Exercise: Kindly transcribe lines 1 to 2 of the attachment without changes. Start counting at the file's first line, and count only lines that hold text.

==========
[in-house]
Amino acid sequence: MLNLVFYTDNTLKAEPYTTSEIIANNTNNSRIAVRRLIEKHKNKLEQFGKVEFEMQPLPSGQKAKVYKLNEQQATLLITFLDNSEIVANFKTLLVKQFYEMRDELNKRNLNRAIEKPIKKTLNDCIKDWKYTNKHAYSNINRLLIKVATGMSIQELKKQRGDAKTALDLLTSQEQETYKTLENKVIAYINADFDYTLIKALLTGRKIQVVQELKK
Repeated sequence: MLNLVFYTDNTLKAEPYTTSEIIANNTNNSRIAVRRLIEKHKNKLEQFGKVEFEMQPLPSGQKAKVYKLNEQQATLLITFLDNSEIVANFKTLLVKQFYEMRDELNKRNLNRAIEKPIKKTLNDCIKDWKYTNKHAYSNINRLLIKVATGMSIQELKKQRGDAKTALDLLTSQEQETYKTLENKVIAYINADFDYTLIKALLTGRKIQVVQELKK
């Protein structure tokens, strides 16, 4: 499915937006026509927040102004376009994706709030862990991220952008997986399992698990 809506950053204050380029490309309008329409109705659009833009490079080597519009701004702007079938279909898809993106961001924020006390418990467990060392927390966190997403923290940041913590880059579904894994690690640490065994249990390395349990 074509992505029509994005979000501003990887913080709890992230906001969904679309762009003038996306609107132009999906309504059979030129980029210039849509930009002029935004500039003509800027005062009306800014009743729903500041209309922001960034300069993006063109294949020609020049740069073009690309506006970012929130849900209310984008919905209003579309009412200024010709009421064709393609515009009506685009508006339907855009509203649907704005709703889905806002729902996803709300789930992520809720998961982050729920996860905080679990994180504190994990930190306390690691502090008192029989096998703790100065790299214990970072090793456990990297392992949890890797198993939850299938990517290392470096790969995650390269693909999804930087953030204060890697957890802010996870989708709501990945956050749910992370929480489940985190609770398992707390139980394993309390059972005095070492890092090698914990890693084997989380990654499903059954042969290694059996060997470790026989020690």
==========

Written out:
[in-house]
Amino acid sequence: MLNLVFYTDNTLKAEPYTTSEIIANNTNNSRIAVRRLIEKHKNKLEQFGKVEFEMQPLPSGQKAKVYKLNEQQATLLITFLDNSEIVANFKTLLVKQFYEMRDELNKRNLNRAIEKPIKKTLNDCIKDWKYTNKHAYSNINRLLIKVATGMSIQELKKQRGDAKTALDLLTSQEQETYKTLENKVIAYINADFDYTLIKALLTGRKIQVVQELKK